Quiz: Do You Have Adult ADD/ADHD?
When you think of attention deficit disorder (ADD) or attention deficit hyperactivity disorder (ADHD), your mind probably goes to hyperactive schoolchildren, but kids aren’t the only ones with this common condition. Olympic gold medalist Simone Biles announced on Twitter that she has ADHD and has taken medication for the condition since she was a child. Maroon 5 frontman Adam Levine wrote in ADDitude Magazine that the ADHD he had as a child didn’t go away in adulthood. And “Dancing with the Stars” performer Karina Smirnoff told the Saturday Evening Post that she’s an adult with ADHD.
It is estimated that 4.4% of American adults currently have ADD/ADHD, but experts suggest the condition is underreported in adults, so the number could be much higher. This indicates that many adults are likely unaware that they have the condition and remain untreated, which can lead to consequences that lower your quality of life and can keep you from reaching your potential.
Adults with ADD/ADHD
Many adults with ADD/ADHD live lives of chronic frustration. Adults with the condition often seek help for the following concerns:
- Concerns about a child with ADD/ADHD. Most adults are only diagnosed after they bring one of their children in for evaluation. During a thorough history, the child psychiatrists ask about family history. Through these questions, the light goes on for many people.
- School problems/poor work performance caused by the following symptoms: poor sustained attention span to reading, paperwork, etc.; high susceptibility to boredom by tedious material; poor organization and planning; procrastination until deadlines are imminent; restlessness, trouble staying in a confined space (not a phobia); impulsive decision-making; inability to work well independently; failure to listen carefully to directions; frequent impulsive job changes; poor academic grades for ability; frequent lateness for work/appointments; or a tendency to misplace things frequently.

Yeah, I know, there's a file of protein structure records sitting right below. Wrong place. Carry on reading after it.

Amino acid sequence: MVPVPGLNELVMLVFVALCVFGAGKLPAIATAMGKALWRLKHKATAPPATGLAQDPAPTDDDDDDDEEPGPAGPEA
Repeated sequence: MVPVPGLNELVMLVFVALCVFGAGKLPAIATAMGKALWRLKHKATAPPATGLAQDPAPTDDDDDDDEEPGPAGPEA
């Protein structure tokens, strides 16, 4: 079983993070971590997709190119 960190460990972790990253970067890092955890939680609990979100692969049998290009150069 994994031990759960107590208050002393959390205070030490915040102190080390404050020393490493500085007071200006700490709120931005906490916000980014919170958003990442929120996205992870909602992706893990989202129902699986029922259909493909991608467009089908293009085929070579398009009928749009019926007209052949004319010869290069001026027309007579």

- Symptoms of trouble thinking clearly, generally poor self-discipline, moodiness, chronic anxiety, restlessness, substance abuse, uncontrolled anger, marital problems, sleep problems, financial problems, or impulsiveness.
Have you ever wondered if you might have ADD/ADHD?
Take the ADD/ADHD Quiz
Take this short quiz to see if you might have it. Rate yourself on each of the symptoms listed below using a scale of 0 – 4. If possible, have another person who knows you well (such as a spouse, parent, sibling, or friend) rate you too. This will give you the most complete picture.
Scale: 0 = Never, 1 = Rarely, 2 = Occasionally, 3 = Frequently, 4 = Very Frequently, N/A = Not Applicable
1. Trouble sustaining attention; easily distracted
2. Difficulty completing projects
3. Feeling overwhelmed by the tasks of everyday living
4. Trouble maintaining an organized work or living area
5. Inconsistent work performance
6. Lack of attention to detail
7. Make decisions impulsively
8. Have difficulty delaying what you want; must have your needs met immediately
9. Restless, fidgety
10. Make comments to others without considering the impact
11. Impatient, easily frustrated
12. Frequent traffic violations or near accidents
Tally your results. Having 2 or more symptoms with a score of 3 or 4 may indicate a problem that needs to be taken seriously.
Know Your ADD/ADHD Type
Once you know that you have ADD/ADHD, it’s critical to know which type you have. This disorder is not one thing. Brain imaging reveals that there are 7 types of ADD/ADHD:
Type 1. Classic ADD: Inattentive, distractible, disorganized, hyperactive, restless, and impulsive
Type 2. Inattentive ADD: Inattentive, easily distracted, disorganized, and often described as space cadets, daydreamers, and couch potatoes. Not hyperactive!
Type 3. Overfocused ADD: Inattentive, trouble shifting attention, frequently get stuck in loops of negative thoughts or behaviors, obsessive, excessive worrying, inflexible, frequent oppositional and argumentative behavior. May or may not be hyperactive.
Type 4. Temporal Lobe ADD: Inattentive, easily distracted, disorganized, irritable, short fuse, dark thoughts, mood instability, and may struggle with learning disabilities. May or may not be hyperactive.
Type 5. Limbic ADD: Inattentive, easily distracted, disorganized, chronic low-grade sadness or negativity, “glass half empty syndrome,” low energy, tends to be more isolated socially, and frequent feelings of hopelessness and Worthlessness. May or may not be hyperactive.
Type 6. Ring of Fire ADD: Inattentive, easily distracted, irritable, overly sensitive, cyclic moodiness, and oppositional. May or may not be hyperactive.
Type 7. Anxious ADD: Inattentive, easily distracted, disorganized, anxious, tense, nervous, predicts the worst, gets anxious with timed tests, social anxiety, and often has physical stress symptoms, such as headaches, and gastrointestinal symptoms. May or may not be hyperactive.
Knowing your type is critical to getting the right treatment. Be aware that although some people may require medication, many people see improvement with natural treatments for ADD/ADHD.
If you’re struggling with symptoms of ADD/ADHD, Amen Clinics can help. We perform brain SPECT imaging to help determine which type of the condition you have so you can get the right treatment plan. If you want to join the thousands of adults who have already enhanced their brain health to overcome ADD/ADHD symptoms at Amen Clinics, speak to a specialist today at 888-288-9834. If all our specialists are busy helping others, you can also schedule a time to talk.